A camel rider passes in front of a fenced mangrove plantation along Eritrea’s arid Red Sea coast. Photo: Getty
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Meet the three Eritrean women who are taking on the regime

Feruz Werede, Selam Kidane and Meron Estefanos are finding ways of challenging one of the most repressive states in Africa.

Eritrea – bordering on the Red Sea – is a land of extremes. The searing heat of its deserts and the harness of the mountains are softened by abundant valleys and a green, fertile plateau. Much the same can be said of its politics. Fierce and stubborn in their 30-year war of independence from Ethiopia that ended in May 1991, the Eritrean people briefly held the promise of a model state, with an open democracy and real hopes of prosperity.  

Yet today Eritrea is among the most repressive states in Africa. Thousands of its youth, desperate to escape interminable conscription, flee the country, running the risk of drowning in the Mediterranean or being sold to people-traffickers in the Sinai.

These tragic facts are never far from the minds of the Eritrean diaspora, some 17,000 of whom have made England and Wales their home, according to the most recent census. In a flat in central London, two bouncy little girls play on the family couch. Their elder sister, keen to get on with her homework, shoos them off to bed.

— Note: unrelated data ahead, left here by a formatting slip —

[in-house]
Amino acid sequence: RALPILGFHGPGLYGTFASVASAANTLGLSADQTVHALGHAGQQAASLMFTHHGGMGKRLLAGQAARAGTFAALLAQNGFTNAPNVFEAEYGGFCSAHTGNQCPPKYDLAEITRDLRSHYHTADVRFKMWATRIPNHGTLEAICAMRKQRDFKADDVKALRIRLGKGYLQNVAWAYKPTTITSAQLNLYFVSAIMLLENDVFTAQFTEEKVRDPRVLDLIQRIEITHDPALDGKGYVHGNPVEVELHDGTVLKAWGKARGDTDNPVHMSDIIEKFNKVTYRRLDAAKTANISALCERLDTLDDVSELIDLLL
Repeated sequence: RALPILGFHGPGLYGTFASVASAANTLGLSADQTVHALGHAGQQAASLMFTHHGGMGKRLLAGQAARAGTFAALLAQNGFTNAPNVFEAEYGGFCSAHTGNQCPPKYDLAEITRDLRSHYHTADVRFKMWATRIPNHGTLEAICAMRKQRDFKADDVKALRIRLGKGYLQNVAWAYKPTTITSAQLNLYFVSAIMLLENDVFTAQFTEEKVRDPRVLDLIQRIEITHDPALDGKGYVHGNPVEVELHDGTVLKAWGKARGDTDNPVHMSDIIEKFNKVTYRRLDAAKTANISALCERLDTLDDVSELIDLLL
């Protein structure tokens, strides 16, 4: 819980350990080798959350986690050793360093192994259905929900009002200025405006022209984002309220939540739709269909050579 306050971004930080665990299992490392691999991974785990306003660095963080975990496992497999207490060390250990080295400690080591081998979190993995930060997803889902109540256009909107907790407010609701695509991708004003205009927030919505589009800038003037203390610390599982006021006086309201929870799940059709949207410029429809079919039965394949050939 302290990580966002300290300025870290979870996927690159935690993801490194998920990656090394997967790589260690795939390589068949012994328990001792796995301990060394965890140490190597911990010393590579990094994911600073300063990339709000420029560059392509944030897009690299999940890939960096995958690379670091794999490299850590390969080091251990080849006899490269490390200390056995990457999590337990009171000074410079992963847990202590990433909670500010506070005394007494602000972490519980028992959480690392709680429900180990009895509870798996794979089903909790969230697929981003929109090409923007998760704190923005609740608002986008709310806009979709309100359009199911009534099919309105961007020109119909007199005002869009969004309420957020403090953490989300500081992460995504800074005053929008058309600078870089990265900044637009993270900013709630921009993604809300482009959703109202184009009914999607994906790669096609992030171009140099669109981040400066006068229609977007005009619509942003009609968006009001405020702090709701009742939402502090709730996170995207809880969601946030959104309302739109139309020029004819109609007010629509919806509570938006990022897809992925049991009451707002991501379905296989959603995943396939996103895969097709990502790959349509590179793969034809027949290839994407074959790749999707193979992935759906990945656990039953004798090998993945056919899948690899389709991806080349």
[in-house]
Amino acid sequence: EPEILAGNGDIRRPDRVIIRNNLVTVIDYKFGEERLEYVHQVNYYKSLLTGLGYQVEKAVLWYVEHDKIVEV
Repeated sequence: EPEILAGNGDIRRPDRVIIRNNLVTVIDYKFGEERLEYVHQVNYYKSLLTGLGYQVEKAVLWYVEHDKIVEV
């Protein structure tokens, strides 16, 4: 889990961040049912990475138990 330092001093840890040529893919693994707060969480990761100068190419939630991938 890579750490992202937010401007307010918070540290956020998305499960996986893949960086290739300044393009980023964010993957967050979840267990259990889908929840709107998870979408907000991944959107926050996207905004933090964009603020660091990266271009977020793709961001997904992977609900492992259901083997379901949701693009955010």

For their mother, Feruz Werede, it’s the end of a long day at work. With the supper cleared away, her campaigning begins. Feruz collates a lengthy report to be sent to British politicians. She’s campaigning against a tax imposed on the diaspora by the Eritrean government. “If you don’t pay the tax – 2 per cent of all your income, in addition to the tax you already pay to the British government – you can do nothing for your family back home,” she explains.

The tax is collected from the moment any Eritrean starts working. Even students must pay £50 a year. For many in this immigrant community, this means scraping together their meagre savings, or borrowing from friends. “Even if you want to send clothes home, you have to be ‘cleared’ by the Eritrean embassy,” says Feruz. “Want to register your child or get a passport? It’s just the same!”